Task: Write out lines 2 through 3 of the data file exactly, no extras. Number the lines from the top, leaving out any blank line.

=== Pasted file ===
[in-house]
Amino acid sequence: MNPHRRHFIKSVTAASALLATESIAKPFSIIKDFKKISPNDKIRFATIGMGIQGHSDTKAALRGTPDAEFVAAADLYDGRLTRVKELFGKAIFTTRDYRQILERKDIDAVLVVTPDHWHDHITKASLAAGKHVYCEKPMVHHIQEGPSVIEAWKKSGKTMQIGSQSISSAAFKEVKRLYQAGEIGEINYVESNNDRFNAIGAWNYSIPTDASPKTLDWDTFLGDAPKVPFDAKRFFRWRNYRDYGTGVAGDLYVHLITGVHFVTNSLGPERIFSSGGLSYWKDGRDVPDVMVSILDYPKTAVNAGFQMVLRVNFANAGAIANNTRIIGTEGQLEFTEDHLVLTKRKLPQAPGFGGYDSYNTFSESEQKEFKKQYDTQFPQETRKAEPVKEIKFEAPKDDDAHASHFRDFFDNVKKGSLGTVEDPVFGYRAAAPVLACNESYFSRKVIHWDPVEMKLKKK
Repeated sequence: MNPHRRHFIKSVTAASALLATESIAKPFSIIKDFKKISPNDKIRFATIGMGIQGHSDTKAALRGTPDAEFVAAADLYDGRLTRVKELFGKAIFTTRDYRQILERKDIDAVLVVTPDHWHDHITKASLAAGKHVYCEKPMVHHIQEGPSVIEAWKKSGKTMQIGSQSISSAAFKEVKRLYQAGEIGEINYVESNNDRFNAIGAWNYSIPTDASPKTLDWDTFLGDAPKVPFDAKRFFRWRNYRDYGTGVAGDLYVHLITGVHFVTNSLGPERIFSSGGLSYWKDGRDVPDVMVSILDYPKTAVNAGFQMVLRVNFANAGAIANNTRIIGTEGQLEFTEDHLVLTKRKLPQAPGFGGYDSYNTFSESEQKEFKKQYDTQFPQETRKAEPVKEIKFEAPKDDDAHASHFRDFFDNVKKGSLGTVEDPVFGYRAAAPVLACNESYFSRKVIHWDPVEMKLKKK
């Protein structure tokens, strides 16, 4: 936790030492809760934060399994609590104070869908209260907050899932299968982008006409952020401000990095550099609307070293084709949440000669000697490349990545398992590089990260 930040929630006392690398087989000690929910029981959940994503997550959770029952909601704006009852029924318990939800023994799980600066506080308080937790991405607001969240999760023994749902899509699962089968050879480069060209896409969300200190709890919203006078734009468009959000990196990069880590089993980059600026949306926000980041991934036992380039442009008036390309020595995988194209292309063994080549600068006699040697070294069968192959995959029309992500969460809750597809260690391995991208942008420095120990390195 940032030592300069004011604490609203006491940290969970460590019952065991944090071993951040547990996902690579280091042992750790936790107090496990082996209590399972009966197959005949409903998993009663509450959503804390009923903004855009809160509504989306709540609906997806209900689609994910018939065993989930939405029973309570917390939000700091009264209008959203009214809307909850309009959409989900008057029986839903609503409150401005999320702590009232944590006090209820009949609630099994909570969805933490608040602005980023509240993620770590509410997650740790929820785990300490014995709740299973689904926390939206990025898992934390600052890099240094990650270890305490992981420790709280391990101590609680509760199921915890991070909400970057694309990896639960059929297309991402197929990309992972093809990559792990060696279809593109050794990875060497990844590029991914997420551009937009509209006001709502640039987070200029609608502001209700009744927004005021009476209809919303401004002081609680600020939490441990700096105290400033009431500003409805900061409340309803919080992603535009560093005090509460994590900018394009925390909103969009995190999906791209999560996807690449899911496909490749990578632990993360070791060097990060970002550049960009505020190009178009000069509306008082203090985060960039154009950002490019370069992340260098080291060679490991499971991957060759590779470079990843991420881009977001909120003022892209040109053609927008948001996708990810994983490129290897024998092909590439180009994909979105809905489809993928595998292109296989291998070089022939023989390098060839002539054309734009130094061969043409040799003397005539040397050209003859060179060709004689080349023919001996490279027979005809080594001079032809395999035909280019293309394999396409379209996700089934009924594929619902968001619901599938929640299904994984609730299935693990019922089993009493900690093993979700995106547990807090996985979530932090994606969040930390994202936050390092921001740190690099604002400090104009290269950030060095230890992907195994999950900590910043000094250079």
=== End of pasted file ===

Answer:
Amino acid sequence: MNPHRRHFIKSVTAASALLATESIAKPFSIIKDFKKISPNDKIRFATIGMGIQGHSDTKAALRGTPDAEFVAAADLYDGRLTRVKELFGKAIFTTRDYRQILERKDIDAVLVVTPDHWHDHITKASLAAGKHVYCEKPMVHHIQEGPSVIEAWKKSGKTMQIGSQSISSAAFKEVKRLYQAGEIGEINYVESNNDRFNAIGAWNYSIPTDASPKTLDWDTFLGDAPKVPFDAKRFFRWRNYRDYGTGVAGDLYVHLITGVHFVTNSLGPERIFSSGGLSYWKDGRDVPDVMVSILDYPKTAVNAGFQMVLRVNFANAGAIANNTRIIGTEGQLEFTEDHLVLTKRKLPQAPGFGGYDSYNTFSESEQKEFKKQYDTQFPQETRKAEPVKEIKFEAPKDDDAHASHFRDFFDNVKKGSLGTVEDPVFGYRAAAPVLACNESYFSRKVIHWDPVEMKLKKK
Repeated sequence: MNPHRRHFIKSVTAASALLATESIAKPFSIIKDFKKISPNDKIRFATIGMGIQGHSDTKAALRGTPDAEFVAAADLYDGRLTRVKELFGKAIFTTRDYRQILERKDIDAVLVVTPDHWHDHITKASLAAGKHVYCEKPMVHHIQEGPSVIEAWKKSGKTMQIGSQSISSAAFKEVKRLYQAGEIGEINYVESNNDRFNAIGAWNYSIPTDASPKTLDWDTFLGDAPKVPFDAKRFFRWRNYRDYGTGVAGDLYVHLITGVHFVTNSLGPERIFSSGGLSYWKDGRDVPDVMVSILDYPKTAVNAGFQMVLRVNFANAGAIANNTRIIGTEGQLEFTEDHLVLTKRKLPQAPGFGGYDSYNTFSESEQKEFKKQYDTQFPQETRKAEPVKEIKFEAPKDDDAHASHFRDFFDNVKKGSLGTVEDPVFGYRAAAPVLACNESYFSRKVIHWDPVEMKLKKK